Q: I’ve always heard “enamored of,” but lately I’m hearing “enamored with,” and it sounds wrong to me. Which is correct? And what might it be about the word “enamored” that makes one choice more correct than the other?
A: The usual phrase is “enamored of,” but lots of people use “enamored with,” and both are accepted by standard American dictionaries.
We googled “enamored” and each preposition. The results: “enamored of,” 2 million hits; “enamored with,” 825,000.
Here are a couple of examples from among those hits:
“I really love Rudy. He is totally enamored of me.” (Ginny, the Blanch Baker character, in the 1984 film Sixteen Candles.)
“I was enamored with him. And I was excited. And I was enjoying it.” (Monica Lewinsky on Bill Clinton, from a March 3, 1999, interview with Barbara Walters.)
“Enamored” (the British spelling is “enamoured”) was borrowed into English in the early 1300s from the Old French verb enamourer, which came from the noun amour (love).
The verb “enamor,” according to the Oxford English Dictionary, means “to inspire or inflame with love.”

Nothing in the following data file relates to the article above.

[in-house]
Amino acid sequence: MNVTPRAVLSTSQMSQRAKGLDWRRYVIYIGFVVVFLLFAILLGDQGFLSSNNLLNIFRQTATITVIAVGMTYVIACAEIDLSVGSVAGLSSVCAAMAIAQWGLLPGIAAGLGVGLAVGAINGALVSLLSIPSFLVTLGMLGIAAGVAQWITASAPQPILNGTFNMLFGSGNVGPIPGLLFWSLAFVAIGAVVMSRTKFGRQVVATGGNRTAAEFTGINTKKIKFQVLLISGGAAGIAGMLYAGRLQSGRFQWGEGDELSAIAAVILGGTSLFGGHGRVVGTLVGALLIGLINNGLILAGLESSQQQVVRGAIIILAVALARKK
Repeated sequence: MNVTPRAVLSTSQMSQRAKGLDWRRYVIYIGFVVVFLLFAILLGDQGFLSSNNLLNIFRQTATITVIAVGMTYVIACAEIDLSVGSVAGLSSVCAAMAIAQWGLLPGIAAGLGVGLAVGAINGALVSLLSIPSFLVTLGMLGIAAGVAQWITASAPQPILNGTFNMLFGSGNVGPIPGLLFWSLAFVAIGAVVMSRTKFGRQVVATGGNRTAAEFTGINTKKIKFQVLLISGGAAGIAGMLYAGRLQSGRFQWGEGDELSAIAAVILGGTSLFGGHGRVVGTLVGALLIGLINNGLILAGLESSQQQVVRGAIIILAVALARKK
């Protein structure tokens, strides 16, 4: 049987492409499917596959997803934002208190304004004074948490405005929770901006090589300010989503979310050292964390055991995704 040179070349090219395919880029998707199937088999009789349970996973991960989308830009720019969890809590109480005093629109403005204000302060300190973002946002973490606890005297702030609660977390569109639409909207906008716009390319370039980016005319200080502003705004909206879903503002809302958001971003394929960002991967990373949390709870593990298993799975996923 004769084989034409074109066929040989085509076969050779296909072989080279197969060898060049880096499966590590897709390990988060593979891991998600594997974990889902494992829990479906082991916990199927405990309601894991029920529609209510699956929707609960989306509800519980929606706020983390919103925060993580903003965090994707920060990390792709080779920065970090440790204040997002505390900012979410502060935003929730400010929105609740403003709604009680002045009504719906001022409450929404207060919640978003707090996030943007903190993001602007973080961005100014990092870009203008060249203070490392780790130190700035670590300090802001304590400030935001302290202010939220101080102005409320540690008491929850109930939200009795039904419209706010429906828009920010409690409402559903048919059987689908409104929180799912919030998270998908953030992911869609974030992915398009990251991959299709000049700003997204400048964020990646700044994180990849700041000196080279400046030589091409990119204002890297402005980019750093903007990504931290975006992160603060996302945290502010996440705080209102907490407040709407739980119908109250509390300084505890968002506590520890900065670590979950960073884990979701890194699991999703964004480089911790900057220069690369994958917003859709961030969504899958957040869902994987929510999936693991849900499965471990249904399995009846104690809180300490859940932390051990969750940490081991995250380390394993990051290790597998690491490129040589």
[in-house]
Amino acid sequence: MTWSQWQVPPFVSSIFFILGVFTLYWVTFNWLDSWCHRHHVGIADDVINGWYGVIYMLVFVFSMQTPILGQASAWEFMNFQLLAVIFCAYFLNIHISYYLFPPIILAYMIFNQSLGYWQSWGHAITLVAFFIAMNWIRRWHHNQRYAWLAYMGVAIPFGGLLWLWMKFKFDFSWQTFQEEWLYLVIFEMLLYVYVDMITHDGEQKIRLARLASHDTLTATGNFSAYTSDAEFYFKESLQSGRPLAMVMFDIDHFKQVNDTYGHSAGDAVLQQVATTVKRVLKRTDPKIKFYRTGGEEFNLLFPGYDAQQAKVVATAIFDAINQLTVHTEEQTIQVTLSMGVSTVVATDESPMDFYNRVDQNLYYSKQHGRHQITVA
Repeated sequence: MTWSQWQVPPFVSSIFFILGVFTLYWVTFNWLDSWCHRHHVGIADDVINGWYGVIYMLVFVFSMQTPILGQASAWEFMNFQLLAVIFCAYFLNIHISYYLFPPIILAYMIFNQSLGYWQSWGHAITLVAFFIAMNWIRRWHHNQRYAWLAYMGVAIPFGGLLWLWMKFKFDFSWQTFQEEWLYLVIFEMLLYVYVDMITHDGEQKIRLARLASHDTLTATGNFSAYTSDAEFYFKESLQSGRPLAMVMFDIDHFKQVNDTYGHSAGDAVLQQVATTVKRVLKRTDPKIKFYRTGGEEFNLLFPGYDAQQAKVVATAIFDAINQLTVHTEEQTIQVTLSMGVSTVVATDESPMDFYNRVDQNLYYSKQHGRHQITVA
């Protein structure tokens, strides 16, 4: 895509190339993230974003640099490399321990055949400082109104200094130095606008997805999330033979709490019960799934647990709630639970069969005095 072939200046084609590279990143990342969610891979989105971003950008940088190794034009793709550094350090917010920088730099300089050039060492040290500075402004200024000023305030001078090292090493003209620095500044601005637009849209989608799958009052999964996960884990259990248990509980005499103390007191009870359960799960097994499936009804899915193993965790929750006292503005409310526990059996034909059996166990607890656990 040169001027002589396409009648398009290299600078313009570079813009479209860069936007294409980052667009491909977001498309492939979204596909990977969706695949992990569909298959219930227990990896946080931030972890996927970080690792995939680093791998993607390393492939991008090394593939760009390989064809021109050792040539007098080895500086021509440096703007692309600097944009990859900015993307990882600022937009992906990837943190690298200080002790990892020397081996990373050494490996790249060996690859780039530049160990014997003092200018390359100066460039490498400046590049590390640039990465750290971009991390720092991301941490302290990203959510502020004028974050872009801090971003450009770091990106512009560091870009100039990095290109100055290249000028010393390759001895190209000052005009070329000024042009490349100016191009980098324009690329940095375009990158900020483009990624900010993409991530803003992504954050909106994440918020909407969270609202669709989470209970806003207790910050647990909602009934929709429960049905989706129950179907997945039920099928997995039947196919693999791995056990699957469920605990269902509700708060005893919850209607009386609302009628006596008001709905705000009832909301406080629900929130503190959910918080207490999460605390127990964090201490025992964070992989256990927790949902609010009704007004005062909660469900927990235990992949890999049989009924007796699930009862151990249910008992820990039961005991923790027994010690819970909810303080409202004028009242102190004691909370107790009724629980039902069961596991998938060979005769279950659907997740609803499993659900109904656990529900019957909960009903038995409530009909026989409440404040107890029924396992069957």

The adjective “enamored,” the OED says, means “full of the passion of love” or simply “in love.” In a weaker sense, “enamored” can mean charmed or fascinated.
“To be enamored,” the dictionary adds, is “to be in love.” And in this sense, “enamored” isn’t the adjective but a passive form of the verb.
This passive form, the OED says, has historically been used with the prepositions “of,” “on,” “upon,” and “with.”
But constructions using “on” and “upon” are now obsolete. Today, the OED says, we use either “enamored of” or, less commonly, “enamored with.”
The dictionary’s first recorded usage is an example of “enamored on,” from 1303.
Both “on” and “upon” were commonly used for centuries, as in this line that John Palsgrave wrote in 1530: “She hath as many craftes to enamour a foole upon her as any queene in this towne.”
But today, the verb is generally used in the passive voice—as in “I am enamored” rather than “I enamor.”
And the preposition of choice is “of,” according to Merriam-Webster’s Dictionary of English Usage.
In fact, the OED says “with” is obsolete in the weaker sense, in which “enamor” means “to charm, delight, fascinate.”
Dickens used “enamored of” in this way in a letter written in 1866: “I am not so much enamoured of the first and third subjects.”
Why is “enamored of” now on top and “enamored with” No. 2?
We can’t explain it. Perhaps for many to be “enamored” is to be consumed by the love OF someone.
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